The Victory Chimes’ last cruise of the season this month could also be their last in Maine.
The 128-foot sailing vessel, immortalized in Maine’s state district in 2003, is for sale for $385,000. Although it has been on the Maine coast for half a century, there is no guarantee that its next owner will keep it there.
For the current owner of the three-masted schooner, keeping the ship afloat is more important than where it is docked.
“My goal from day one was to save the ship, to continue telling its story, and if that happens anywhere other than Maine, so be it,” said Sam Sikkema, 35, the current owner and captain.
Originally built to haul cargo, Victory Chimes now sails pleasure cruises of up to six nights along the Maine coast
On Monday morning, while docked in Rockland, crew members gave safety briefings to more than a dozen tourists as they prepared for a six-day cruise. Meanwhile Sikkema stood at the stern near the steering wheel and talked about the future.
He said he loves his schooner but that sentimentality must give way to harsh economic realities.
“Really at that point we just weren’t able to make ends meet financially, especially post COVID,” he said.
The ship requires bow repairs to comply with Coast Guard regulations. But all of Sikkema’s savings have gone towards dock fees, insurance and other expenses that still had to be paid when the COVID-19 pandemic forced it to go out of business in 2020.
Built in 1900 in Bethel, Delaware as a merchant ship known as a Tall Ship, the original owner, Robert Riggin, named her after his own children, Edwin and Maude. It spent nearly 50 years in the Chesapeake Bay area, working in Baltimore, Alexandria, Virginia and Seaford, Delaware. It transported a wide variety of cargo, including lumber, gravel, coal, and even gourds.
“If you can imagine that, she dragged it,” Sikkema said.
That changed in 1946 when her then-owner gave her a new name, converted the holds into berths and turned her mission to tourism. In 1954 it moved to Rockland, where it has remained ever since.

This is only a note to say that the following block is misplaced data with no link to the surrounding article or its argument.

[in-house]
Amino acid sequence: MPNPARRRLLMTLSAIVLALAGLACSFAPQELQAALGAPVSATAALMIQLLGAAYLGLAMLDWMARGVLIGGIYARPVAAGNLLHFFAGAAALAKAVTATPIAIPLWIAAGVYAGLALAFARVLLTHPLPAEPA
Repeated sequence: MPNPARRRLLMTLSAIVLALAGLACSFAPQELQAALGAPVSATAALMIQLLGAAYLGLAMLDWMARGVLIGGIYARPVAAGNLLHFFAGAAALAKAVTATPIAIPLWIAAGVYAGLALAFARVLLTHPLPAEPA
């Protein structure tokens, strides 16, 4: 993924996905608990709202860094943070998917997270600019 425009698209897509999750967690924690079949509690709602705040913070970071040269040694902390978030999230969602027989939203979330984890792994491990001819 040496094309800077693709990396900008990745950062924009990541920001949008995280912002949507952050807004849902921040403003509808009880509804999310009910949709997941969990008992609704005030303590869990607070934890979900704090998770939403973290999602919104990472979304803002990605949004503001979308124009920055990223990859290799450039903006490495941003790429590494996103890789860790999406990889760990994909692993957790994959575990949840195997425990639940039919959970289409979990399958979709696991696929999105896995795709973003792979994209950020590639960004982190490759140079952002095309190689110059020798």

Fifty years later, Victory Chimes secured a place in Maine history. From 1999 to 2008, the US Mint printed quarters celebrating each of the 50 states. In 2003, the likeness of Victory Chimes was displayed in the Maine neighborhood.
Daniel Carr, a mint sculptor and president of the Moonlight Mint, a Loveland, Colorado-based mint, helped design the state quarters for Maine, New York, and Rhode Island. Carr said he wasn’t from Maine, but in May 2001 he had a colleague, Jim Pendleton, who had family in Rockland, and suggested the picture of the Victory Chimes be included.
The final design features Pemaquid Point Light overlooking the rocky shoreline with Victory Chimes sailing nearby.
Should Victory Chimes leave Maine, the state would lose much of its state district with New Hampshire. The Old Man of the Mountain in New Hampshire, a rock formation featured atop the state district minted in 2000, collapsed in 2003.
Relocating Victory Chimes from Maine would not change the coin’s value.
Carr said state quarters were never intended as collectibles. A coin’s value to collectors is tied to its rarity, and state quarters were mass-produced. For example, the mint produced nearly 500 million of Maine State Quarters.
“They don’t have that much value today,” Carr said.
For nearly two decades after the Mint issued the coin, the Victory Chimes continued to provide tourists with scenic cruises along the Maine coast and to the islands. This is the fifth season Sikkema has spent aboard the Victory Chimes, including four years as captain. This will be the schooner’s final season in his ownership, officially ending October 1st.
He hopes the proceeds from the sale will save him from bankruptcy at the end of the year.
“It sucks. You spend a lot of life and love making this work,” Sikkema said.
Though he’d like to see Victory Chimes stay in Rockland, he said, “I’d rather not see it languish and die here.”
Sikkema said he didn’t know if he would remain captain should the schooner leave Maine.
“Depends on how it goes,” he said. “If someone wants me to do it and it works, I would consider it.”
The final cruise of the Victory Chimes is scheduled to begin on September 27th.